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LNG cargoes diverge from gas hubs amid logistical constraints, Ukraine war

  • Featuring
  • Ciaran Roe
  • Commodity
  • LNG
  • Topic
  • LNG Commoditization War in Ukraine

Global LNG cargo prices have moved together in a narrow band in the second quarter while the world's major gas hubs – Henry Hub and the Dutch Title Transfer Facility – are at historically divergent price levels from each other.

Key in bringing LNG prices together is weak demand in North Asia, the world's main consuming region, as well as strong demand in Europe due to the policy pivot towards LNG and away from Russian pipeline gas.

The US FOB LNG market, reflected by Platts Gulf Coast Marker, is moving in sympathy with these two principal demand areas as offtakers seek the best returns for their term cargoes.

Gas/LNG Benchmark Q2 averages ($/MMBtu)
Henry Hub $7.54
Dutch TTF $30.05
Platts JKM $25.22
Platts DES NWE $24.40
Platts GCM (FOB) $23.22

Source: S&P Global Commodity Insights

Meanwhile, Henry Hub and TTF – the two most-traded gas hubs regionally – remain distant from each other. June 16 – when TTF reached a premium of $29.614/MMBtu against Henry Hub – saw the widest difference since April 4 due to reduced pipeline flows from Russia to Europe and the extended outage at major US liquefaction terminal, Freeport LNG, shutting gas away from the LNG export market.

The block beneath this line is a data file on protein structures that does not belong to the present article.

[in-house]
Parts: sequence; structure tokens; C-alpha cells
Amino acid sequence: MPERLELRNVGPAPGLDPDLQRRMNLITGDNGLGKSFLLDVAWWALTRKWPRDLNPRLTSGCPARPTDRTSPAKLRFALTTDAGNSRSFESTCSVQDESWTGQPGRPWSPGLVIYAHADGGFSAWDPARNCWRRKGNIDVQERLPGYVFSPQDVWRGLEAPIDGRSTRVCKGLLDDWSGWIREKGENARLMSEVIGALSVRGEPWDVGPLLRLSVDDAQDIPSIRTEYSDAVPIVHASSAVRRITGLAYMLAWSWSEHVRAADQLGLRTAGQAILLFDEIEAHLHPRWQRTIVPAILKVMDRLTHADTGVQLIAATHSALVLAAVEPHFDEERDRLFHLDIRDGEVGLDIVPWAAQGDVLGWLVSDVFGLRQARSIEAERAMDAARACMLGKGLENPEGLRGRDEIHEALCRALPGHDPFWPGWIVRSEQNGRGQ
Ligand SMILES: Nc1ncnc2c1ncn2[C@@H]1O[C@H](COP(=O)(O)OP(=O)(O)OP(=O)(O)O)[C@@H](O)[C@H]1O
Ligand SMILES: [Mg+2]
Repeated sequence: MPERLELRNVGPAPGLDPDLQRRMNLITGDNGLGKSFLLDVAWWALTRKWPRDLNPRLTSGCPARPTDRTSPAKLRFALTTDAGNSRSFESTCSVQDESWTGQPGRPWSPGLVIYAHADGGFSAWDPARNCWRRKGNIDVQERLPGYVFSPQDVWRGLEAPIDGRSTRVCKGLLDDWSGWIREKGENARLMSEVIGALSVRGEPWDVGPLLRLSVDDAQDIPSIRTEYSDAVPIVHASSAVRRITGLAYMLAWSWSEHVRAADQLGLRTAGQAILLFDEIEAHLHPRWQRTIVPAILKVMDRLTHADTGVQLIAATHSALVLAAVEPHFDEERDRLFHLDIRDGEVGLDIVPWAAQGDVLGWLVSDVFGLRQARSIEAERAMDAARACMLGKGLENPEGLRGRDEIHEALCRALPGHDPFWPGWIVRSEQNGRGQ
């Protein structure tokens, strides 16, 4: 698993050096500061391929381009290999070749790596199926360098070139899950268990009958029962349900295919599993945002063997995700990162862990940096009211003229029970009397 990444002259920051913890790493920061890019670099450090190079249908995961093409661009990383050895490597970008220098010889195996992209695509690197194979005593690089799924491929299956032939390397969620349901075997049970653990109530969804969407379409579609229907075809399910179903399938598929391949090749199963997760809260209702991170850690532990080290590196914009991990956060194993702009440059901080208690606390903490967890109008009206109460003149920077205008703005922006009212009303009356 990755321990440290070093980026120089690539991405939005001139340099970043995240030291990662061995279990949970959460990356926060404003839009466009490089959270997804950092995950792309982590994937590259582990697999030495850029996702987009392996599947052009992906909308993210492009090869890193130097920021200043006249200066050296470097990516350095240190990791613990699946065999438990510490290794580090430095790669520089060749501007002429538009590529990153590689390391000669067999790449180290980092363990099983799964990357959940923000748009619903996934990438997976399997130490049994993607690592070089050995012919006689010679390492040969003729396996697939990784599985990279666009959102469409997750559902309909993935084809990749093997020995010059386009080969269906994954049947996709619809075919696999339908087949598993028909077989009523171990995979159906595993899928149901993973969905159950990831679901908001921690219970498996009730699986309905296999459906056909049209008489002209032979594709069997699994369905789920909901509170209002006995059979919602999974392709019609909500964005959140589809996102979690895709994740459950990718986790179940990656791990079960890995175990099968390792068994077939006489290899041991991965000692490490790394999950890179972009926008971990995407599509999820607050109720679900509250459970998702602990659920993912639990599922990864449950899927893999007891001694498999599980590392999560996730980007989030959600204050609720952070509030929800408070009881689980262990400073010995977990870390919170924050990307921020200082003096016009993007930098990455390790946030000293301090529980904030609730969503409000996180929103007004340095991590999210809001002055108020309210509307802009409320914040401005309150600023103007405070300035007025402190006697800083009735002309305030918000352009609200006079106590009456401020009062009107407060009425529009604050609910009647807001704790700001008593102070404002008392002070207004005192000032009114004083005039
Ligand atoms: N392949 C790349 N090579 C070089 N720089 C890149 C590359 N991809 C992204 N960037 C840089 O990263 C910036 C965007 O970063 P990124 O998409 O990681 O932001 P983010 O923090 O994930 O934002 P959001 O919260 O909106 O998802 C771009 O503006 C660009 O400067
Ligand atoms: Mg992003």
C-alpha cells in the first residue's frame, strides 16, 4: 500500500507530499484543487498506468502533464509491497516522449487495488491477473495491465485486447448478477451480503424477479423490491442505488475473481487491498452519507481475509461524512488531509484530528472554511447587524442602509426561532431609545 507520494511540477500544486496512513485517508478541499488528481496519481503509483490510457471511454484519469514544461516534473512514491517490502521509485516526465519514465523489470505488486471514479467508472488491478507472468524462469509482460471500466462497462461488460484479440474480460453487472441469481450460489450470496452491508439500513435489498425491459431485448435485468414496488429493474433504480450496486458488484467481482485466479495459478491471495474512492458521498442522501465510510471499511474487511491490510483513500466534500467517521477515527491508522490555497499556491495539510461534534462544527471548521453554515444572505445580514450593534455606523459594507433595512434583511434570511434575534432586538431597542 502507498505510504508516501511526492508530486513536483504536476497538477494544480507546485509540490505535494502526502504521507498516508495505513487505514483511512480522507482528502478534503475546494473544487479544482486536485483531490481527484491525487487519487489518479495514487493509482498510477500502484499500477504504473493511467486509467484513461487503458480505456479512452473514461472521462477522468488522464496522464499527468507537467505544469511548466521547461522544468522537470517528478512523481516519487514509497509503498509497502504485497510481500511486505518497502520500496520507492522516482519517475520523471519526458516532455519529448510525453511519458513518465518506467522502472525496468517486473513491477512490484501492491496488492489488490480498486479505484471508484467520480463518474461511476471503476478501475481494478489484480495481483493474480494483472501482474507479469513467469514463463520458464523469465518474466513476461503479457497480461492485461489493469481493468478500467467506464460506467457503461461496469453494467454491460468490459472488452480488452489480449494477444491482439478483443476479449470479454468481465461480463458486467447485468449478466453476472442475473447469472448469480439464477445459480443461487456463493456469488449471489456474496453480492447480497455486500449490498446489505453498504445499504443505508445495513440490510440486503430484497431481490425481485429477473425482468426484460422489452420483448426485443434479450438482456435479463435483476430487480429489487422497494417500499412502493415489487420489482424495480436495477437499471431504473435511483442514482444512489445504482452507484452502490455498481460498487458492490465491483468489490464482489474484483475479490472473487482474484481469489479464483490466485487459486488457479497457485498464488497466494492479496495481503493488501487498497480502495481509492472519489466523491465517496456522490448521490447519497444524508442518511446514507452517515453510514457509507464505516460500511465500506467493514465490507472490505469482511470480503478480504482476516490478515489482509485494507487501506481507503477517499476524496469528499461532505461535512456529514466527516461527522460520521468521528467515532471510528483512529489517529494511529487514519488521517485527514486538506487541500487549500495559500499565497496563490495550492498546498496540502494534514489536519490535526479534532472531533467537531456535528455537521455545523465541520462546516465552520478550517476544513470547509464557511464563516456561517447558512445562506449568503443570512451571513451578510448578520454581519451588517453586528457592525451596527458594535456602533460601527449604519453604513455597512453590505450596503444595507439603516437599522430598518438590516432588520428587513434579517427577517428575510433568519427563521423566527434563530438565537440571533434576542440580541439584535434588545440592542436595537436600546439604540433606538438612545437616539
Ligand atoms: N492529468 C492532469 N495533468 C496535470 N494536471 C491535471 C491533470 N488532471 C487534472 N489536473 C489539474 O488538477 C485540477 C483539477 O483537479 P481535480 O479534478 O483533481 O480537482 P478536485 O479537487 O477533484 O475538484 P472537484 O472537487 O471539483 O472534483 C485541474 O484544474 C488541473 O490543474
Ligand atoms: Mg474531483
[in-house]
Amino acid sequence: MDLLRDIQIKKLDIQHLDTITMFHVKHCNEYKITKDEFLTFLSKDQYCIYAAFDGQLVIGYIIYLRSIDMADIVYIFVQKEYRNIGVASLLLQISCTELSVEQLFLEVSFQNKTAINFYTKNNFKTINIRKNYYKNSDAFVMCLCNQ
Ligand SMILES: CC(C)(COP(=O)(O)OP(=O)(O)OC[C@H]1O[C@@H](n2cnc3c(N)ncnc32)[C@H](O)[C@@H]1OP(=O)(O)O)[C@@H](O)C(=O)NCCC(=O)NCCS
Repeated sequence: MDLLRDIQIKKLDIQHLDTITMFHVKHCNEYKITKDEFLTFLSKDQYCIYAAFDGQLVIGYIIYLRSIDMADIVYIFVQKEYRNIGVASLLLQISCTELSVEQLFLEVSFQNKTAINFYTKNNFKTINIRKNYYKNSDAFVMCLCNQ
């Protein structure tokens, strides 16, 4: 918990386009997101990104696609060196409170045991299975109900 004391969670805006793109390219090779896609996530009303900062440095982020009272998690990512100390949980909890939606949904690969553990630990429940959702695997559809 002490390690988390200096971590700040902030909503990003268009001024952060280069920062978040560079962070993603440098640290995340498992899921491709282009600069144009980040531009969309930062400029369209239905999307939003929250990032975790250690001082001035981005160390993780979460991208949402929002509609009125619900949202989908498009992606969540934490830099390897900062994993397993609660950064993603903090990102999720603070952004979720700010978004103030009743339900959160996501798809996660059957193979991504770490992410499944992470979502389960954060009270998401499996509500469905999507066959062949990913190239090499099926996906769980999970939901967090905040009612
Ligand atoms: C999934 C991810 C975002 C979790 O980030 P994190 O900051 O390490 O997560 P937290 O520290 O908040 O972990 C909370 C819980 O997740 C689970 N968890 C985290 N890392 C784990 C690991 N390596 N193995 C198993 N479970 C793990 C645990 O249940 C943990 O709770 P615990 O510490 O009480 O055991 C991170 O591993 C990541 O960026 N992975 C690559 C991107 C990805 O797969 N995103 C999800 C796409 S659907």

The wide difference between TTF and Henry Hub, which has averaged $22.379/MMBtu in Q2, reflects logistical constraints on both sides of the Atlantic: from the US there is insufficient liquefaction capacity to meet the potential demand, and in Europe (at least in North European countries excluding the UK) there is insufficient regasification capacity to match the continent's bold target of increasing imports by 40 million mt in 2022.

While the outage at Freeport knocked prices down 20% in a week, the trend is for considerably more gas to be funnelled to LNG export terminals in the medium term. Indeed, the US benchmark remains 95% higher than at the start of 2022. In a situation that will be familiar to European gas users, gas storage levels are running low relative to historical averages in the US and Canada, while LNG exports are straining to use every percentage point of nameplate capacity at liquefaction terminals – and then some.

Graph: LNG terminal capacity utilization

In a market where capacity utilization at terminals is high, securing a slot at these facilities becomes more of a focus and can become costlier. Part of the reason LNG import prices to Europe dumped to a record $10/MMBtu discount to TTF in early May, or over 30% of the value of an LNG cargo, was because the cost to secure a slot at LNG terminals in key demand areas in Europe increased to as much as $7/MMBtu, compared to a long-term capacity cost of around $0.30-$1/MMBtu.

For most of 2021, Platts DES NWE was assessed at a premium to TTF due to a strong demand pull for LNG from North Asia and Brazil. European LNG price differentials to TTF have been inversely correlated with the level of imports into the continent. When LNG cargoes were trading at a premium to TTF, there was still a cost to terminal capacity, but there were very low imports because to import an LNG cargo at TTF+ would have resulted in a loss for the importer after accounting for the terminal slot, regasification and grid access.